Loving Your 'Thickness' Is Not a Barrier to Fitness

Ebony's Erika Nicole Kendall says that black America's health problems are not caused by black women who love their "thick" bodies, and destroying their self-esteem isn't a solution.

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Ebony's Erika Nicole Kendall says that black America's health problems are not caused by black women who love their "thick" bodies, and destroying their self-esteem isn't a solution.

We talk a lot about what fat-shaming does to us as a society, but do we ever really talk about what it does to us as individuals? Take the idea of "thickness," for example.

For all the years that I've been writing about weight on the Internet, I'd need more hands than can be found in a starting five to count the number of blog posts on major outlets discussing how the love of "thickness" is, somehow, giving Black women a pass for being fat. Everywhere I turned, in a search for articles offering their thoughts on fitness in communities of color, someone wanted to talk about the dangers of this love of "thickness." Apparently, it's rather heinous and destructive for a Black woman to be in love with her body, regardless of its size, because she doesn't look the way someone else thinks she should.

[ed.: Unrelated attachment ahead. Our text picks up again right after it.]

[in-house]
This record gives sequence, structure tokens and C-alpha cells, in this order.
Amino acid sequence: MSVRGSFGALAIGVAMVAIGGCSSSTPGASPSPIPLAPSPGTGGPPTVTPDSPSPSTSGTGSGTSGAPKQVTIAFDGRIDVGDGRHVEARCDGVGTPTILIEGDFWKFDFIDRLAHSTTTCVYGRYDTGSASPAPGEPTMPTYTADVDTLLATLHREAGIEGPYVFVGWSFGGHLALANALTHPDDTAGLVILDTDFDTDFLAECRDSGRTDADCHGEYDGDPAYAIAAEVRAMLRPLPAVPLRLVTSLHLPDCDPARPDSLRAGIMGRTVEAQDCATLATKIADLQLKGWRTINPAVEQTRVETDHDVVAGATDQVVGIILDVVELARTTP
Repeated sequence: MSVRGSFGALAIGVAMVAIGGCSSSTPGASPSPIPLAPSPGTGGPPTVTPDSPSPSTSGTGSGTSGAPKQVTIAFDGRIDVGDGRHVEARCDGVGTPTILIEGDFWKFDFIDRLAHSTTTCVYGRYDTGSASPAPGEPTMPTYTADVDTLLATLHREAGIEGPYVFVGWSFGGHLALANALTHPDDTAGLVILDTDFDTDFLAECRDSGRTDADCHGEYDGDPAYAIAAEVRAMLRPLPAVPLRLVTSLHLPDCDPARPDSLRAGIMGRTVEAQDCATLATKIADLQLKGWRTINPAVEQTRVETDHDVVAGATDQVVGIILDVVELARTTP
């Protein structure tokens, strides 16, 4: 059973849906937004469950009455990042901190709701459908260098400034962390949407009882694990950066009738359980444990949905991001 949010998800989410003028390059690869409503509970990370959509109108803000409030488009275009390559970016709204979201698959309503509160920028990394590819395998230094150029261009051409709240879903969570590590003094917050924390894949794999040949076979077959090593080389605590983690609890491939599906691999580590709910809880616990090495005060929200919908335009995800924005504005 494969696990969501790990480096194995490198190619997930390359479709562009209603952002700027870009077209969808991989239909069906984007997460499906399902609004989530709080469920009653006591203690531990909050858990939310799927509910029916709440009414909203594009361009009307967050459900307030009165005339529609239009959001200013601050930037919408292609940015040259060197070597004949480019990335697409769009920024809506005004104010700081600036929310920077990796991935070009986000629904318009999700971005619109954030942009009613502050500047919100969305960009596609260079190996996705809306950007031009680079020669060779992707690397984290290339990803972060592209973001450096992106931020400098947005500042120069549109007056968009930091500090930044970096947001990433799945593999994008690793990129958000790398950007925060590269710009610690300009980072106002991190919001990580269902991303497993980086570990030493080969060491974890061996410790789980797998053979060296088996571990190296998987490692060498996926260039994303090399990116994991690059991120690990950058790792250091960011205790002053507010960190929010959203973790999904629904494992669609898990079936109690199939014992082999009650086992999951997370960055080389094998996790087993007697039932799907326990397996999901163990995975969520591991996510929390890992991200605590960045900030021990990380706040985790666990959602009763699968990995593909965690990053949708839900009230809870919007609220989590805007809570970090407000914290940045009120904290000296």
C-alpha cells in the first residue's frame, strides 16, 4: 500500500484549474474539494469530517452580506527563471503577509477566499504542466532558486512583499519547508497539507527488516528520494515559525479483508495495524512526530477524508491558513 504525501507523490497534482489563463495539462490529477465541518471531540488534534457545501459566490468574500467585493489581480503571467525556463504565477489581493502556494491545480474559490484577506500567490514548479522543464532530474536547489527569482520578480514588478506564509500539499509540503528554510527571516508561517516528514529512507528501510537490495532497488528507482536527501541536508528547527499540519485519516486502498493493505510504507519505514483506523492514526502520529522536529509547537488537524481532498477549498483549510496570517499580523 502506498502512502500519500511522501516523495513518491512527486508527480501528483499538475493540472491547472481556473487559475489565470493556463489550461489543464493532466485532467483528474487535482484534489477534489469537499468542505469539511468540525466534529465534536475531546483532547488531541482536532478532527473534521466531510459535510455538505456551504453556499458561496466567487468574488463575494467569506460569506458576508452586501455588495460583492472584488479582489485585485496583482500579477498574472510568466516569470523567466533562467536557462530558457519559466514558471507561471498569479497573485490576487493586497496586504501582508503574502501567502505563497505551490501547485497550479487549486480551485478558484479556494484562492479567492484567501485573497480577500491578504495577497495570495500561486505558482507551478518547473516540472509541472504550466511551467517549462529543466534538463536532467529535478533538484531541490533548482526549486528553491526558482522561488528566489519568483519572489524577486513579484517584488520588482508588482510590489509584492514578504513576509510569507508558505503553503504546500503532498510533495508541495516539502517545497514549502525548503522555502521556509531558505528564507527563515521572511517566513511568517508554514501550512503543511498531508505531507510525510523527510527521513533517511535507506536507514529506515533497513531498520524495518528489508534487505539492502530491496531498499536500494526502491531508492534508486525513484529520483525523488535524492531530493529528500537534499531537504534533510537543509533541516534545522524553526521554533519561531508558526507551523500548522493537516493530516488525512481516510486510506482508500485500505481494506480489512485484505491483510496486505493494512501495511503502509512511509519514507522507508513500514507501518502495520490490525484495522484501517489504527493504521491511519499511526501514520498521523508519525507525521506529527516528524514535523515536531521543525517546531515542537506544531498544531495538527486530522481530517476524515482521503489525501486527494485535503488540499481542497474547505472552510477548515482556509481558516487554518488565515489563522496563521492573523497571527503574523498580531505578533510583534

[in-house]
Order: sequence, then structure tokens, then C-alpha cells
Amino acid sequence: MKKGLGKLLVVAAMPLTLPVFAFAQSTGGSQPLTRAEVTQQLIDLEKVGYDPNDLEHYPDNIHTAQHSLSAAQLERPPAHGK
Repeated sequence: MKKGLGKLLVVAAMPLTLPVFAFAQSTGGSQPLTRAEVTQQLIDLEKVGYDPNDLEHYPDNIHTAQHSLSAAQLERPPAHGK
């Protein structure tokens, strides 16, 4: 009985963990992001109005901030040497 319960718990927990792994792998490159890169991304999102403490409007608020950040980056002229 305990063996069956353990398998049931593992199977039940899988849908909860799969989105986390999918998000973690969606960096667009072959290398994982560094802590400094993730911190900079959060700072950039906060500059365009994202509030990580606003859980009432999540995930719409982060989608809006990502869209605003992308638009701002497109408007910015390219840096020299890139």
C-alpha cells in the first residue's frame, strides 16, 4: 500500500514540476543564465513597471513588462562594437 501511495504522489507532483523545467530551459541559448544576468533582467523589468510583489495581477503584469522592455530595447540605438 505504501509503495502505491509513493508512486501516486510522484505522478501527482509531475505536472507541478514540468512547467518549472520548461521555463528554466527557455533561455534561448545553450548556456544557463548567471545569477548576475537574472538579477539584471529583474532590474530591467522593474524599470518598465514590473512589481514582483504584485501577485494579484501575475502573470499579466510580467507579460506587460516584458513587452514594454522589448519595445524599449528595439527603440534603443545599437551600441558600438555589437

What is the logic behind believing that, in order to encourage Black women to live healthier lives, we have to beat them down emotionally, destroy their self-esteem and tell them they can't be happy with themselves until they are thin? Do we do this to Black men, who are also overweight on a grand scale, and tell them that we don't expect them to satisfy us sexually until they lose weight? ...

Read Erika Nicole Kendall's entire piece at Ebony.com.

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